Atlas Girl: Finding Home in the Last Place I Thought to LookEmily T. Wierenga
Disillusioned and yearning for freedom, Emily Wierenga left home at age eighteen with no intention of ever returning. Broken down by organized religion, a childhood battle with anorexia, and her parents' rigidity, she set out to find God somewhere else--anywhere else. Her tr... Read More
Poignant and passionate, Atlas Girl is a very personal story of a universal yearning for home and the assurance that we are known, forgiven, and beloved. Readers will find in this memoir a true description of living faith as a two-way pursuit in a world fraught with distraction. Anyone who wrestles with the brokenness we find in the world will love this emotional journey into the arms of the God who heals all wounds.
- Product type: Book
- Format: Softcover
- Release Date: Jun 3, 2014
- UPC: 9780801016561
- Volumes/Discs: 1
- Pages: 288
- Publish Date: Jul 1, 2014
- Language: English
- Audience Age Maximum: 100
- Audience Age Minimum: 18
- Audience Gender: Female
- BISAC: "BIO026000"
- ISBN: 0801016568
Customer ReviewsWrite your own review
- Definitely worth the read! by Jennifer on 7/28/2014
Atlas Girl is a beautifully written, spell binding book about travel, and cancer, and about anorexia... But mostly it's about relationships. Emily Wierenga tells the story of the major relationships in her life- her parents, her husband, and her God. She uses her story to remind us all that we need to be seen, we need to be accepted, and we need to be loved. She promises that when all others fail, God is there. While the memoir is painful at times it is always full of hope. I couldn't put it down.
- Moving spiritual memoir by Carole on 7/7/2014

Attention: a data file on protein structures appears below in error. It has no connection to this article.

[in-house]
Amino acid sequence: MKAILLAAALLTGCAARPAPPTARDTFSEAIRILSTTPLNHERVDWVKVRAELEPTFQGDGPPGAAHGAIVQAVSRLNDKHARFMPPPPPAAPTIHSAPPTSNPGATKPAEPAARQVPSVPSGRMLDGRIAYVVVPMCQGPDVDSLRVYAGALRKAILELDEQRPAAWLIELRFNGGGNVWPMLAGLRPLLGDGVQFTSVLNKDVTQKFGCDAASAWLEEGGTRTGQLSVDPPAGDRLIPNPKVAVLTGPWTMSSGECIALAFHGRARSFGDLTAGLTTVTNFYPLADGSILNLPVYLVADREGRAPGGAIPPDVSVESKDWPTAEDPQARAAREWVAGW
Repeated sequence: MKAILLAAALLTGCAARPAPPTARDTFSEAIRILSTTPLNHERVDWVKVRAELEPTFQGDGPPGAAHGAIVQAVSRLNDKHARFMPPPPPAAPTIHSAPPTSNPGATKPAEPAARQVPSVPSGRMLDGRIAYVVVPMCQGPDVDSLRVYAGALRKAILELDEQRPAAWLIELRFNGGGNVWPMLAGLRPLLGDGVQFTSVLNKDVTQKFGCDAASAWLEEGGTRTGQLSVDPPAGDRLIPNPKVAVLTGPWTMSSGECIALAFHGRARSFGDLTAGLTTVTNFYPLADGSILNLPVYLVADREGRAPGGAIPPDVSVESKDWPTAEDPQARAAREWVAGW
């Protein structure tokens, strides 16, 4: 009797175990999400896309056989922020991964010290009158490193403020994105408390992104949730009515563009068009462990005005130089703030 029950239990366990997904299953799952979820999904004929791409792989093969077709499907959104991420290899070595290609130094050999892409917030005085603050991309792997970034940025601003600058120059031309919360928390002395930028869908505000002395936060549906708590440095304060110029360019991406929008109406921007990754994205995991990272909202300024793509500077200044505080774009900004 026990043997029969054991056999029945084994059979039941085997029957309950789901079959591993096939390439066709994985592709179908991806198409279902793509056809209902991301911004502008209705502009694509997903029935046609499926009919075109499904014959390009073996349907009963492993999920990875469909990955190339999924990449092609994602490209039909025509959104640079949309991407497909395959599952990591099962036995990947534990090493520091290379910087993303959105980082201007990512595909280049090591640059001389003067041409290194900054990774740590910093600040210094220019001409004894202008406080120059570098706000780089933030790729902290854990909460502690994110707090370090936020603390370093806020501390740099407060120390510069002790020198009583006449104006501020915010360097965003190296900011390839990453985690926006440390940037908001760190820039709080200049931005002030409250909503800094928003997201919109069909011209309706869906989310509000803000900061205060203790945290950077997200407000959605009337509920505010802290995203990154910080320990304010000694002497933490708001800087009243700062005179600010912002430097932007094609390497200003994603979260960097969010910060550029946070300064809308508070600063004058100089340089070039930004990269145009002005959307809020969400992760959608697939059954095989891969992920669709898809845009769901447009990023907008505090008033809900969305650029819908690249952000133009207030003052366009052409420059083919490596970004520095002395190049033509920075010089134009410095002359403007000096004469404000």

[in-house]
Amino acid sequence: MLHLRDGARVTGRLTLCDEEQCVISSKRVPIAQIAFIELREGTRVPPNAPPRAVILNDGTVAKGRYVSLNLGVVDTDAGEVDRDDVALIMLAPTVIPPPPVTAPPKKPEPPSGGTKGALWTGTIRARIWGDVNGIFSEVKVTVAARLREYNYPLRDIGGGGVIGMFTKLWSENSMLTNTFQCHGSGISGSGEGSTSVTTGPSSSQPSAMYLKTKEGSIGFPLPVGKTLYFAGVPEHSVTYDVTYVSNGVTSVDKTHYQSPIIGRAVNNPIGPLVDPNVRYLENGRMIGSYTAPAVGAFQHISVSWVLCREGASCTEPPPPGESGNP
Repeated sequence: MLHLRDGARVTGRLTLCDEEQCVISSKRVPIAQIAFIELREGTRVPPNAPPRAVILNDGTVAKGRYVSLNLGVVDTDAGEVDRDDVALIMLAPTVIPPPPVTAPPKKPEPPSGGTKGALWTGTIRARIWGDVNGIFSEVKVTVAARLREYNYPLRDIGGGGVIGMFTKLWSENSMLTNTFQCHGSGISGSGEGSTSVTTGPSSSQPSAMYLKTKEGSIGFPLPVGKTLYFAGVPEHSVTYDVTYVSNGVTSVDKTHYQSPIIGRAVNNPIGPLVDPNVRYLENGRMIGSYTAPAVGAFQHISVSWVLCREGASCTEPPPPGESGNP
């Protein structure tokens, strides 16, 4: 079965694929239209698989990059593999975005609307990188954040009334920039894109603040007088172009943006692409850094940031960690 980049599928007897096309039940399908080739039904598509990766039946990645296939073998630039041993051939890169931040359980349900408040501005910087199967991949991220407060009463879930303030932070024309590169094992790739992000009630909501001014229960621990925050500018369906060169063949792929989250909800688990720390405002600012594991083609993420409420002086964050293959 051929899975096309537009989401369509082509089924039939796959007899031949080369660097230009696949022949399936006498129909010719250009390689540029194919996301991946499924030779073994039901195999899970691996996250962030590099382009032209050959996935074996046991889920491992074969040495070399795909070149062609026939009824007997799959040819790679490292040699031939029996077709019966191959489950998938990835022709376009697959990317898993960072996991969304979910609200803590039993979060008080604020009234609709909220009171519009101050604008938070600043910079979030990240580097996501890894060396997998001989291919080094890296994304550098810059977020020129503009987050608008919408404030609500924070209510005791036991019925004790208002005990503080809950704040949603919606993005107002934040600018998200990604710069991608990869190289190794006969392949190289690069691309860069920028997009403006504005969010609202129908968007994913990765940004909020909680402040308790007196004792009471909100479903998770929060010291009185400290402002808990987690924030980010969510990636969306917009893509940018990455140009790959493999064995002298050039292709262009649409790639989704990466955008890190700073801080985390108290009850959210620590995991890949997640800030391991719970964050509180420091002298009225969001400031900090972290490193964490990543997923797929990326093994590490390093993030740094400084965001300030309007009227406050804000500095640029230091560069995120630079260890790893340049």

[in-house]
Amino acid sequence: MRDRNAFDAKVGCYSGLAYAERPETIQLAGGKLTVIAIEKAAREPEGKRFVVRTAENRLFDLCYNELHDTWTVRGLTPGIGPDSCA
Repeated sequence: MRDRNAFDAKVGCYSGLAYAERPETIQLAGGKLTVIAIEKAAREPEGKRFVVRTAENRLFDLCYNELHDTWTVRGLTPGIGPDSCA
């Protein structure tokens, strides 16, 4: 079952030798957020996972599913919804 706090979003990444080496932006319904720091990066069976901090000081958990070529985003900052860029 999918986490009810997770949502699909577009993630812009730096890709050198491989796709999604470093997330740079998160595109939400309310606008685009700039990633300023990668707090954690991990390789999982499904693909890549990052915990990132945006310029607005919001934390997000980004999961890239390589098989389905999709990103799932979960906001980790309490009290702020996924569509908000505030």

Emily T. Wierenga's Atlas Girl is quite different from the type of book I normally read, but I really enjoyed it and found it very inspirational. Emily is a wordsmith who writes in an unusually beautiful lyrical style that I first came to love in her novel, A Promise in Pieces - prose that at times reads like poetry.
Part spiritual memoir, part relationship story between Emily and her Mum - Atlas Girl is really a journal and a journey, a journey in which Emily Wierenga takes you by the hand and invites you into the broken places in her life. In her struggles with anorexia and disillusionment with organized religion, Emily bares her soul with complete honesty and I grew spiritually right along with her. By the time I finished reading, I felt like Emily had become my friend.
These words by popular speaker and writer, Liz Curtis Higgs, beautifully describe Atlas Girl . . . “The best memoirs combine the storytelling elements of a novel–smart pacing, tactile details, people you care about–with the deep insights and spiritual takeaway of great nonfiction. Emily Wierenga deftly serves up that rich blend in Atlas Girl, a nonlinear, wholly moving account of her life’s journey so far. Her honesty is raw, real. Her faith is hard-won. And when it finally pours out, her love–oh, her love soars off the page and makes a nest in our hearts. Brilliant and beautiful.”
Here are just a few quotes that spoke to me in a profound way . . .
"Funny how the two go together, grief and wonder, kind of like when Jesus died and his murderers realized he was God even as the sky tore."
"How does a girl tell a boy that she is damaged? That their love, no matter how poignant, strong, or special, can't reproduce? And so I told him I didn't want kids and then I starved myself as punishment. For not being the woman he needed me to be. For not knowing who I was apart from my eating disorder."
"You can't become healed, truly healed, unless you revisit the past. Unless you revisit all of those aching, pulsing places and invite God into them."
"The closer we let ourselves get to Jesus, the more we learn the way he sees. We learn the way he loves. And we learn the way he gives. And he never stops giving and we never stop receiving."
Atlas Girl will touch so many people - those who have battled with anorexia or know someone who has, those with a passion for world missions, anyone who has been disappointed or frustrated with organized religion, moms and daughters, and anyone who wants to be inspired by a real-life journey. Recommended to everyone!
Thank you to Revell for providing a copy of this book in exchange for my honest review.